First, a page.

CLVS Week 5: Portrait of a specialist

This week, my teammates James Huang, Zohreh Zahbood, & I started to pare down over 4 hours of footage to splice together a narrative of Celeste & her story as a dancer.

Here is our version 1 of the narrative (8 minutes long):

Here is the video’s story arc:

This week, we will continue cutting interview footage & add b-roll footage of her dancing.


CLVS Week 4: Video of a Zouk Specialist

This week, James Huang, Zohreh Zadbood, & I collaborated to film footage on a “specialist.” The specialist we chose was Celeste Li, a Brazilian zouk dance teacher. She has been a professional ballroom & latin dancer for the last 15 years.

Brazilian Zouk is a Latin partner dance that is derived from the lambada. Yes, that lambada:

To get this footage, we went to her class at Stepping Out Dance studios, one of the largest ballroom dance studios in Manhattan.

The next day, we were also able to get an interview with her. However, some of the sound files from this interview were lost.


CLVS Week 3: Storyboarding of a Specialist

Teammates: James Huang, Asha Veeraswamy, & Zohreh Zabood.

This week, our challenge was to create a storyboard for a short film. The theme we chose was “portrait of a specialist.” We decided storyboard on this theme using James, our groupmate, as our stand-in specialist. There are a few main shots that we wanted to take:

  • Artist at work (walking to studio & beginning work)
  • Artist being interviewed (Shot 16)
  • Artist in flow (artist creating & composing their work, fully immersed)



CLVS Week 2: Tisch Soundwalk + Audio Art

11th Floor –  Soundwalk:

In this soundwalk of Tisch located at 721 Broadway, we invite listeners to commence from the 4th floor (ITP) & advance their journey to the 11th floor (Film).

Click HERE to access. 

Made from original recordings & found sounds. Tools used include Zoom 4N Handy Recorder & Adobe Audition CS6.

Audio art reflections:

In this piece of audio art, “Everything, Nothing, Harvey Keitel,” the artists invites listeners to have a feeling of contemplation.

Coincidentally the main topic of contemplation, Harvey Keitel, acted in Taxi Driver; this movie is the first poster that you see when exiting the elevators on the 11th floor of Tisch!

CLVS Week 1: Thoughts on Copyright+ Sound Walk

Thoughts on Copyright:

“Sooner or later, everything old is new again.”- Stephen King, The Colorado Kid.

“Sometimes people say, “Here is something new!” But actually it is old; nothing is ever truly new.” – Ecclesiates 1:20, NLV Translation Bible.

How is it that same sentiment was expressed 2500 years apart? It starts with acknowledgment.  Jonathan Lethem’s The Ecstasy of Influence: A Plagiarism Kirby Ferguson’s Embrace the Remix both recognize that all new ideas, literature, & artforms have been built on the old. Kirby sets forth a basic recipe for how humans remix – through copying, transforming, & combining. Lethem calls it the “cut-up” method.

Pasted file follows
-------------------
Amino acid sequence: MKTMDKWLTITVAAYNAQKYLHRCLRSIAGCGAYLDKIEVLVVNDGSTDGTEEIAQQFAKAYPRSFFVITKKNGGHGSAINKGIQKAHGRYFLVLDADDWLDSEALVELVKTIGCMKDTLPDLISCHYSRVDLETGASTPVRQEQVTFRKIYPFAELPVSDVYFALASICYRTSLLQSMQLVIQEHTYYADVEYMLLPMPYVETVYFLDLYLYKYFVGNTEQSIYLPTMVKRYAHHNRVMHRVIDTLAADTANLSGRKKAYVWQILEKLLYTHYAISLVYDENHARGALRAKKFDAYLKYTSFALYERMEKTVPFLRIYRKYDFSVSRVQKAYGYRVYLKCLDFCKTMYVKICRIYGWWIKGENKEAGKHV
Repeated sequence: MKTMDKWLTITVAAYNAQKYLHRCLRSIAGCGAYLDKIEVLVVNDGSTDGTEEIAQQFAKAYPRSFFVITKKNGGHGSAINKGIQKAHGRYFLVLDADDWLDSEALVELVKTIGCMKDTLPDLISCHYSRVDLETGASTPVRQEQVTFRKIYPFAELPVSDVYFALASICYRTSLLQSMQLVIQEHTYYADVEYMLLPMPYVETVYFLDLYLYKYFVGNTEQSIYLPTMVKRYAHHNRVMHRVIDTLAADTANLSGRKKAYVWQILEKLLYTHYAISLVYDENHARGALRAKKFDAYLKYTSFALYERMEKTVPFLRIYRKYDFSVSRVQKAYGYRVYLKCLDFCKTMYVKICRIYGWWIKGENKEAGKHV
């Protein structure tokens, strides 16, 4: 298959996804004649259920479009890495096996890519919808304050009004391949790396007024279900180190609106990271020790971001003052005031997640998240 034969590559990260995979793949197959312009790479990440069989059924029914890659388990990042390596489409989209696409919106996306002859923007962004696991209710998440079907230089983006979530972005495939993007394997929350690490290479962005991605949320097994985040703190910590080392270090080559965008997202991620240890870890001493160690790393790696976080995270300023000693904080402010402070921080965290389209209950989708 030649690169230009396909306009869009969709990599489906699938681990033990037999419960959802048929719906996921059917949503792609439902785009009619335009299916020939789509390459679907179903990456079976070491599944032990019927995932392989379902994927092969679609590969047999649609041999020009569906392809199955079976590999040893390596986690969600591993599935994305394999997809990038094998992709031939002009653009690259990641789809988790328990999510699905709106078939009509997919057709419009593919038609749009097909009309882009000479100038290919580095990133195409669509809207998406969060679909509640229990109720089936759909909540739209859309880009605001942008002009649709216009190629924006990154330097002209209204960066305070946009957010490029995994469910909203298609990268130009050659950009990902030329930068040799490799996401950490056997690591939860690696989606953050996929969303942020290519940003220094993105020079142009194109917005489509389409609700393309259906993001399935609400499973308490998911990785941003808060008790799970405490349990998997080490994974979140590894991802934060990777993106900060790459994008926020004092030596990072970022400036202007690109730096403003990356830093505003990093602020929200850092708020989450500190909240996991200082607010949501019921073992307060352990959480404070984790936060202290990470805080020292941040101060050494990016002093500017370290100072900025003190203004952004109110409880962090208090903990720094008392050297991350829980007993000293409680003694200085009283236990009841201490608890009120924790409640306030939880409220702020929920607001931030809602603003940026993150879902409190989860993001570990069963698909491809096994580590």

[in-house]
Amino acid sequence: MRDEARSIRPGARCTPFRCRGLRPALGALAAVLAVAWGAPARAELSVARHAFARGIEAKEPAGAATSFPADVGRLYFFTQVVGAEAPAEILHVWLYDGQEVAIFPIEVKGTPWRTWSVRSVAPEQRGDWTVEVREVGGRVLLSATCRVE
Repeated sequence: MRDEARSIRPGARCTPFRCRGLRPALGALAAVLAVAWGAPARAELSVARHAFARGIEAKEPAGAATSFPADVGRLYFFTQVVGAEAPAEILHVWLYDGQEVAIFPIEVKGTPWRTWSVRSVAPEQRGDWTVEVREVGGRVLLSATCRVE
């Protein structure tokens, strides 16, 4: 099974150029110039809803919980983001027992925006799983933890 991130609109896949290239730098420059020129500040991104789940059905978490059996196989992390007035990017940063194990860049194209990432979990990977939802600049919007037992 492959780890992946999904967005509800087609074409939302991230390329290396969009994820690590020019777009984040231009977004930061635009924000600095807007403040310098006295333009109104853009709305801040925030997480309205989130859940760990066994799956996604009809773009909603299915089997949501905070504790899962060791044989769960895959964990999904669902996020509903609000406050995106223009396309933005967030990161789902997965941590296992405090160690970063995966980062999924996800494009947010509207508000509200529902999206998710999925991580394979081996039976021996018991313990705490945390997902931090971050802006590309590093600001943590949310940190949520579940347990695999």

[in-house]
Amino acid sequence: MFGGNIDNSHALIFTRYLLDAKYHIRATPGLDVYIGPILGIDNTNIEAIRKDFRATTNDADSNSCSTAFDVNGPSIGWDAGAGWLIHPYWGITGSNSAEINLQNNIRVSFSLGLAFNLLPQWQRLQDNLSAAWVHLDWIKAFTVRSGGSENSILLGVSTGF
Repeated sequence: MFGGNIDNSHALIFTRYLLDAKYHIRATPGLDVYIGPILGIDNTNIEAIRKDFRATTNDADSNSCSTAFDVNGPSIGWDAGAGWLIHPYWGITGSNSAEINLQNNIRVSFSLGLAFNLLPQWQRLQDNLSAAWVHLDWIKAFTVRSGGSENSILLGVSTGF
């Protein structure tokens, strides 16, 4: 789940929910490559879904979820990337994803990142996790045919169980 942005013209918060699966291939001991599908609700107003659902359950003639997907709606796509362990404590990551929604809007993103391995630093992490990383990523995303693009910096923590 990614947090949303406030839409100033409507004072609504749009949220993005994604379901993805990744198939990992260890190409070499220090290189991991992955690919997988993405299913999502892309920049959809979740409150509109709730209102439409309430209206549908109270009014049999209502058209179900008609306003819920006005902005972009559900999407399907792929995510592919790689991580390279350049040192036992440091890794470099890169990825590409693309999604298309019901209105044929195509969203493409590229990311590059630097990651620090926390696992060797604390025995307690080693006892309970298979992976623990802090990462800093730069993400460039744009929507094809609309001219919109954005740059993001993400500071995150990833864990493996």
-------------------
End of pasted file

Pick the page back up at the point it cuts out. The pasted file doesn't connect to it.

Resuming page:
However, what some call creation, others call ablation. A few years ago, this was seen in the case of musicians Marvin Gaye vs. Robin Thicke.

Musicians have a common practice of revamping old tunes & sampling the music of others. What one artist, Thicke, called inspiration, the artist (Marvin Gaye) called stealing. This case ended in a 7 million dollar verdict & copyright violation against Thicke. 

Lethem states that “contemporary copyright…is corrupted.”  The original concept of copyright in the United States is stated in its constitution.

In the most recent ITP Applications class, the guest speaker Ayah Bdeir also expressed a similar sentiment saying, “I believe in open source, but with limits.” Her company littlebits,

is undeniably promoting the progress of science & useful arts; it also posts most of their schematic designs online for users. However, I agree with her perspective in that it is also necessary for her to have intellectual property & copyright limitations to financially support her company, her employees, & her investors.

The advent of the internet brought a new period of technological innovation. With that brings questions from people & corporations such as “who owns the internet?”  & “what part of the internet can I copyright?”

Currently, the WWW (world wide web) is still a WWW (wild wild west). I am sure that many new legislation decisions will be created in the next 10 years. In the end, our responsibility as designers, makers, & remixers is to continually entreat ourselves to copy-right and not copy-wrong.


This week, I also went on a soundwalk called:

“Soundwalk 9:09.” Commissioned by MetLiveArts to celebrate the opening of The Met Breuer, Soundwalk 9:09 takes its title from the time it takes to walk between The Met Fifth Avenue and The Met Breuer: nine minutes and nine seconds.

The energy of the “downtown” soundwalk was a little bit disorienting. Composed of a myriad of ambient sounds, certain street sounds would be highlighted; there was no narrator. At first, I didn’t understand how the soundwalk was supposed to enhance my experience. However, when I continued walking, I noticed that outside of the soundtrack, I could also hear the actual streetsounds in addition to the recorded street sounds & I was affected by the beginning of nuanced ambiance.

One lesson that I took from this soundwalk was the issue of pacing. The artist assumes that the walk would only take 9 minutes & 9 seconds. However, since I was walking a bit slower, it took me longer between the two buildings. With this additional time, I decided to listen to the “uptown” soundwalk. The vibe of this soundtrack was similar, though instead of disorientation, I felt invigoration.